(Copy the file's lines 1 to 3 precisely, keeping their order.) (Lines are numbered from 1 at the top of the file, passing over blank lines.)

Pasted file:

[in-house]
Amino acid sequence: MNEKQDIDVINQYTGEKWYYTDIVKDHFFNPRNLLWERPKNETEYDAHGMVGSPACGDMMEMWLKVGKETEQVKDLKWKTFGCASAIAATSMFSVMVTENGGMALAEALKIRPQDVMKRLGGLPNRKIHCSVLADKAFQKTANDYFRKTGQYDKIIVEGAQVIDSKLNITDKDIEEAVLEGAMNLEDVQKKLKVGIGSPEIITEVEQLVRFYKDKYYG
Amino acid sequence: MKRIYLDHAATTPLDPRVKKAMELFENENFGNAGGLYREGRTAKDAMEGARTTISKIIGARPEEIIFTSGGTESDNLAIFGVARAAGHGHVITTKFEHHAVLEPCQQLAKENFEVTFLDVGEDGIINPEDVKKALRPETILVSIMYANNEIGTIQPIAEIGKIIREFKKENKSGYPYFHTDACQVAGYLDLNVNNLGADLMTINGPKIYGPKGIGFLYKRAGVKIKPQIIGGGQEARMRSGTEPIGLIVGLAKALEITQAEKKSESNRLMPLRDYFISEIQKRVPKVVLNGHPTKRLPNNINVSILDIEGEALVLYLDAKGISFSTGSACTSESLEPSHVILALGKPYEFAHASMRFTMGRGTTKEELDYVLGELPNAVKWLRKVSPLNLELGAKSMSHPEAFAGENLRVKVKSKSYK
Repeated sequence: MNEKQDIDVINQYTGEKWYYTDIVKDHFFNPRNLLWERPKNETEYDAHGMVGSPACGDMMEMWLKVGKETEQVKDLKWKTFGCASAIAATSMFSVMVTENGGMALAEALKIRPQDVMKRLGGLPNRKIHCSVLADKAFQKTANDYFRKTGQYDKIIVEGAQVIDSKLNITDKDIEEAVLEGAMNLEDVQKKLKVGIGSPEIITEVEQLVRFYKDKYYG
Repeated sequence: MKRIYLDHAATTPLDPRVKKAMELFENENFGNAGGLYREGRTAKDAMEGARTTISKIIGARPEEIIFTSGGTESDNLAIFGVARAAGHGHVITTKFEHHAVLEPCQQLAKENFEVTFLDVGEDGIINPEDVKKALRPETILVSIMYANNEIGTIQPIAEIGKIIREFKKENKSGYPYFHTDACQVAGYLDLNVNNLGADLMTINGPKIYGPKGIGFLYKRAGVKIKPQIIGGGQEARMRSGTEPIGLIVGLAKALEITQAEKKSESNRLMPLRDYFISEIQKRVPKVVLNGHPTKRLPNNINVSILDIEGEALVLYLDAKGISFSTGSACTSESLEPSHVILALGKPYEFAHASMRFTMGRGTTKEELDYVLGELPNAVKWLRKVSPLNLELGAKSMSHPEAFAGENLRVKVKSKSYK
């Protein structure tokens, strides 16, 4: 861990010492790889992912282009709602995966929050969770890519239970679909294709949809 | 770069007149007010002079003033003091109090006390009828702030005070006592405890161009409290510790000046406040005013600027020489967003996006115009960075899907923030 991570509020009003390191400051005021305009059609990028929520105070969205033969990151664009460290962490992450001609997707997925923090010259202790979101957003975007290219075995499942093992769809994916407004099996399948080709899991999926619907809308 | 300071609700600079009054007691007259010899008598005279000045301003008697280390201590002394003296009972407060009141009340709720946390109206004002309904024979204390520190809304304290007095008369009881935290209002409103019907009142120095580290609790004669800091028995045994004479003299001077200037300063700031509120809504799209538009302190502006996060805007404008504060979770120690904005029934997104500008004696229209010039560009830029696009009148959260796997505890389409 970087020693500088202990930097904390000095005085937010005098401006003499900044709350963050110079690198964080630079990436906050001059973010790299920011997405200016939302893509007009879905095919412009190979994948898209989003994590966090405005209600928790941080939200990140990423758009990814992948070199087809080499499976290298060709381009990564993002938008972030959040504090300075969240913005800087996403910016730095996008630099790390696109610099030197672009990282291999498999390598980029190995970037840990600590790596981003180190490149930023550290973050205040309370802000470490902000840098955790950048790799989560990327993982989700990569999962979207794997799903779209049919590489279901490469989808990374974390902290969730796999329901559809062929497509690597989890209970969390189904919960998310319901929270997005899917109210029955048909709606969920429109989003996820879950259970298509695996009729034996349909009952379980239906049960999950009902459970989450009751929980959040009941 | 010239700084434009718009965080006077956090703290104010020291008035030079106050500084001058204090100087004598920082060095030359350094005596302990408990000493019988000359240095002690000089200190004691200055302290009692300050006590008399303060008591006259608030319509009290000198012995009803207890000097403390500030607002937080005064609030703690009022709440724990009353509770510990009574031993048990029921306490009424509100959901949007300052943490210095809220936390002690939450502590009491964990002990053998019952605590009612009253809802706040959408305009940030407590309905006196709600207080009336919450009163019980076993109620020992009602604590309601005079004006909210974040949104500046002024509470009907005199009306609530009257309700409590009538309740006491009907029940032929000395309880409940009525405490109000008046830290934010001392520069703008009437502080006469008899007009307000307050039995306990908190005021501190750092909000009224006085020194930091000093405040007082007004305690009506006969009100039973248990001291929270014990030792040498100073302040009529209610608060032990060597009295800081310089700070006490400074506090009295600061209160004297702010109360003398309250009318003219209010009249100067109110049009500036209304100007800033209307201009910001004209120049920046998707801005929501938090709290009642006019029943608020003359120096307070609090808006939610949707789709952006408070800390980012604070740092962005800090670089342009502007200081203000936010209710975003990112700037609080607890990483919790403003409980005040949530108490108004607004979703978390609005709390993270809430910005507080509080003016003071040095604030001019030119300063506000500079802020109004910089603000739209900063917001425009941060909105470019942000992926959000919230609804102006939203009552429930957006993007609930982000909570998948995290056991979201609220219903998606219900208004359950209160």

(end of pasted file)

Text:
[in-house]
Amino acid sequence: MNEKQDIDVINQYTGEKWYYTDIVKDHFFNPRNLLWERPKNETEYDAHGMVGSPACGDMMEMWLKVGKETEQVKDLKWKTFGCASAIAATSMFSVMVTENGGMALAEALKIRPQDVMKRLGGLPNRKIHCSVLADKAFQKTANDYFRKTGQYDKIIVEGAQVIDSKLNITDKDIEEAVLEGAMNLEDVQKKLKVGIGSPEIITEVEQLVRFYKDKYYG
Amino acid sequence: MKRIYLDHAATTPLDPRVKKAMELFENENFGNAGGLYREGRTAKDAMEGARTTISKIIGARPEEIIFTSGGTESDNLAIFGVARAAGHGHVITTKFEHHAVLEPCQQLAKENFEVTFLDVGEDGIINPEDVKKALRPETILVSIMYANNEIGTIQPIAEIGKIIREFKKENKSGYPYFHTDACQVAGYLDLNVNNLGADLMTINGPKIYGPKGIGFLYKRAGVKIKPQIIGGGQEARMRSGTEPIGLIVGLAKALEITQAEKKSESNRLMPLRDYFISEIQKRVPKVVLNGHPTKRLPNNINVSILDIEGEALVLYLDAKGISFSTGSACTSESLEPSHVILALGKPYEFAHASMRFTMGRGTTKEELDYVLGELPNAVKWLRKVSPLNLELGAKSMSHPEAFAGENLRVKVKSKSYK